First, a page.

Harry Wong
Dec 2017
Vol 14 No 4

Essential Tips and Practical Applications For the New Teacher

By Patricia Blanchard Petitt

behavioral management system to students on day one. Encourage students to use the system to track their behavior throughout the
day.  The behavior management plan must include levels to identify unacceptable behaviors, acceptable and exceptional behaviors, consequences and rewards.

•    Set goals with your students, both individually and as a class.  At the end of the discussion, students must work together to set at least three agreed upon goals for the class. In my class, two goals are directly related to reading and one is created for mathematics.  The goals of visually displayed and revisited throughout the day by students to assess their progress.  As an example, my students are able to chart their individual progress toward their reading goal using a Road to Fluency Highway. You may use post it notes to help students chart fluency rates at least three times a year, beginning, middle and end. Math stars help students track their progress as it relates to recognizing, writing, reading, adding,
subtracting and recognizing numbers to one hundred. Goal setting is important to students because it helps students realize the importance of accountability. Only after an assessment to determine the skill level of each student are you ready to schedule meeting times to discuss individual goals. You should schedule individual conferences no later than the second week of school if possible to guide them in setting their goals.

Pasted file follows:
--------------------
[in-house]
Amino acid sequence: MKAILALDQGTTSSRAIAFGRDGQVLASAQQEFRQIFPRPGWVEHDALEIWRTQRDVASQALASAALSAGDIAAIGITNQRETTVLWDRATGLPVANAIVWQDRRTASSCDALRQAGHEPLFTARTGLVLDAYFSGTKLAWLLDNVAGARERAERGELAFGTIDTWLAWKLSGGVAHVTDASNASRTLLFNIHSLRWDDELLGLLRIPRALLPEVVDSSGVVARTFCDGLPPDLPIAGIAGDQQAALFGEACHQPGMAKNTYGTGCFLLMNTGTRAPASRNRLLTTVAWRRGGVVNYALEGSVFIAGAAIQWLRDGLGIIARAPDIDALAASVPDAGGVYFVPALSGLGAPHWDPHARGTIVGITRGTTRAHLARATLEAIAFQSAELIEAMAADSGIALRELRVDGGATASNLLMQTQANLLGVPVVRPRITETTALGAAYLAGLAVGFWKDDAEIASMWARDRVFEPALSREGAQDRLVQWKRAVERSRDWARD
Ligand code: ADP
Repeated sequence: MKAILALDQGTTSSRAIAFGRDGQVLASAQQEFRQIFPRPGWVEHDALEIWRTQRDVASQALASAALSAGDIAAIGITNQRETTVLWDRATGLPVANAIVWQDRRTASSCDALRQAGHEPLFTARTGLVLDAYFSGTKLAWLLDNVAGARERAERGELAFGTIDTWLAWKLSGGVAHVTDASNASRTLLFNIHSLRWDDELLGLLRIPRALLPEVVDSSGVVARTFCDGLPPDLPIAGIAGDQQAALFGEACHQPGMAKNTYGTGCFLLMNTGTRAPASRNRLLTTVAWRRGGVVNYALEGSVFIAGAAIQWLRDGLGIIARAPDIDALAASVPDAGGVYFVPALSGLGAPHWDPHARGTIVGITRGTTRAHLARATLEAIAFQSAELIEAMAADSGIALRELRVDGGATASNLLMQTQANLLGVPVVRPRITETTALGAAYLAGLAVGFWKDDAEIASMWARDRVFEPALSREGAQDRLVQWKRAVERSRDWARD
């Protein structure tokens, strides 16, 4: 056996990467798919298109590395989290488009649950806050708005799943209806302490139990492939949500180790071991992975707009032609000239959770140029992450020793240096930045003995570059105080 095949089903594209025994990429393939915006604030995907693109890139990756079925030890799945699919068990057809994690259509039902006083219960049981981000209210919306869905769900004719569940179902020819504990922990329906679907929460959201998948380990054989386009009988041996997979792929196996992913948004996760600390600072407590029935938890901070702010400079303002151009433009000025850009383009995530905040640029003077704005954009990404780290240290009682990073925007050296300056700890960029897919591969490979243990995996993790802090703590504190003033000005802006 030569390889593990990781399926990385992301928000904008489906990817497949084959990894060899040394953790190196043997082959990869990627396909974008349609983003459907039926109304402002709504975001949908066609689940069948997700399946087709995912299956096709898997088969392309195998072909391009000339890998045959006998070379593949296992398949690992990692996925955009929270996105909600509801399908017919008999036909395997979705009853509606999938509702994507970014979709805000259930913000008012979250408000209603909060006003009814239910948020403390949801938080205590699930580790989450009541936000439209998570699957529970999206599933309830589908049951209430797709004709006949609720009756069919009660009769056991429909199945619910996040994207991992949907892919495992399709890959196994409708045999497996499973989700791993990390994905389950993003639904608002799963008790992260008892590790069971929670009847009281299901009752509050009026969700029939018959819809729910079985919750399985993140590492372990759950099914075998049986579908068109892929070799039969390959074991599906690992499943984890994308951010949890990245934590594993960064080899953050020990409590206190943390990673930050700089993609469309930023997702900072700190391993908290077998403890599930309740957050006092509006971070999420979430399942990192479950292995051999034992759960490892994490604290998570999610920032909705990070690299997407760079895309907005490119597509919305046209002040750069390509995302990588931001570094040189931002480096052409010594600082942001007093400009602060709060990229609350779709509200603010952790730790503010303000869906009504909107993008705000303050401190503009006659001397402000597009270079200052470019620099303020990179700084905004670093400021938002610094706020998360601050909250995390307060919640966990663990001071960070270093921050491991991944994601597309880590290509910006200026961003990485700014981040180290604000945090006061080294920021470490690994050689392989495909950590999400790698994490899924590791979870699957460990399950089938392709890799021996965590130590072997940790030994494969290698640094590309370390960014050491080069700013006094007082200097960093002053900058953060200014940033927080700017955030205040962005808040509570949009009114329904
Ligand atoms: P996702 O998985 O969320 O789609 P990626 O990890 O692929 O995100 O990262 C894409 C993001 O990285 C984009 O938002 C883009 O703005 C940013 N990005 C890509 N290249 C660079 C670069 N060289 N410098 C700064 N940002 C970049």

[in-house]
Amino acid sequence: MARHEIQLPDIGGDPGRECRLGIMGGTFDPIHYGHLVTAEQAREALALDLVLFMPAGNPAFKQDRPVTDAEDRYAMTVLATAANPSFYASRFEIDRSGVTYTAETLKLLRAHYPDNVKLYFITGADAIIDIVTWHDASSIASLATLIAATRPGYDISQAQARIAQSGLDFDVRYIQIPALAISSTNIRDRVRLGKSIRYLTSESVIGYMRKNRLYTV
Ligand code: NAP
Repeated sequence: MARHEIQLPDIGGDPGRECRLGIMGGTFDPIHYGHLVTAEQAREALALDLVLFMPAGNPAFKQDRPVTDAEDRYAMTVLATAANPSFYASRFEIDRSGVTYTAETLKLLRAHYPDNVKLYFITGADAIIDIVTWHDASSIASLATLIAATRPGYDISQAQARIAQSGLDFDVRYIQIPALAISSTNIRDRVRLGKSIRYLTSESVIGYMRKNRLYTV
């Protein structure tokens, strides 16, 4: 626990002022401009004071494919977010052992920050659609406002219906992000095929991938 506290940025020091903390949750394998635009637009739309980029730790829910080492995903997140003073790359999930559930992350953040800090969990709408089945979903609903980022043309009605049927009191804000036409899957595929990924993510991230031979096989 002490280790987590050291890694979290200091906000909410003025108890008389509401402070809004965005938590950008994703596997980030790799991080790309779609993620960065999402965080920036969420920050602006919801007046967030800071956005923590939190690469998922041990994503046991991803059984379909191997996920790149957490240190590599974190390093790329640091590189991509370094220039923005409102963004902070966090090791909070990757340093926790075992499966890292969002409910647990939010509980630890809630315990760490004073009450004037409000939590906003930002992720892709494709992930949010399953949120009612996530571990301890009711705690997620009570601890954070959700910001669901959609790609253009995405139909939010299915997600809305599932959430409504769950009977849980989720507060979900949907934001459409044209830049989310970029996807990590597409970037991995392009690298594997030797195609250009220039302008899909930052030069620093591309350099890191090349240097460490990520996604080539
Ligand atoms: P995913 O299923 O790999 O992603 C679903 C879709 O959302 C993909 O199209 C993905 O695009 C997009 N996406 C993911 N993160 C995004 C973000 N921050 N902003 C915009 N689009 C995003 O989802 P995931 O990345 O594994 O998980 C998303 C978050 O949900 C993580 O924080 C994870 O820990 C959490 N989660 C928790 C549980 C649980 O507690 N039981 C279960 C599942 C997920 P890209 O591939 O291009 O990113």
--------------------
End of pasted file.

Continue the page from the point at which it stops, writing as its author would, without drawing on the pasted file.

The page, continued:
•    It is very important to model for your students the desired behaviors and work habits you would like them to exemplify in the classroom and school. Model how to use supplies such as pencils, how and where to sit on the floor or carpet, where to put supplies and how to use workstations.  In the long run your students will see themselves as members of a classroom community and gain a greater sense of working independently and cooperatively together.

•    Complete a walking tour of the school such as the school office, nurse office, library, cafeteria, bathrooms and playground areas should be included as a first day of school activity. Always, introduce your students to other school personnel such as the principal, counselor, teachers, teacher assistants, nurse, librarian, custodians, coaches and nutrition personnel workers.  These workers can have an important and positive influence in the life of student as they learn.  School personnel become essential in providing a supportive and welcoming school environment to the student.

•    In our district, the school year always begins with a fire drill on the first day.  Prepare your children before the drill. Explain to them the dos’ and don’ts.  Model how to line up quickly and quietly, proceed out the door and move to the designated place for the class.  Provide students two to four times to practice from the carpet and from the student’s desk.  This leaves little room for chaos during and after the drill.  Make sure you talk about what a student should do if they hear the warning bell of a fire drill and they are not in the classroom when a drill begins.   Please make note to have your student roster and keys before you leave the classroom.

•    Keep your classroom organized and alleviate a teacher desk if possible.  Usually desks are large and bulky and take up to much valuable space.  Find a small student desk or table to use as your teacher work space.  My teacher space houses a projector, document camera, and desktop.  I have little to no space for clutter and I only work on one item at a time.  I once heard this saying, “Teachers plan in their seats, and teach on their feet.”  Many times I do both on my feet, as you too will most likely experience within this year.

I hope the tips I have shared today will assist you as you begin your journey as a new teacher.  They are simple to implement and important enough not to forget as you plan your successful year.

Good luck to you, and happy teaching!



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This entry was posted on Monday, July 1st, 2013 and is filed under *ISSUES, July 2013, Patricia Blanchard-Petitt. You can follow any responses to this entry through the RSS 2.0 feed. Both comments and pings are currently closed.
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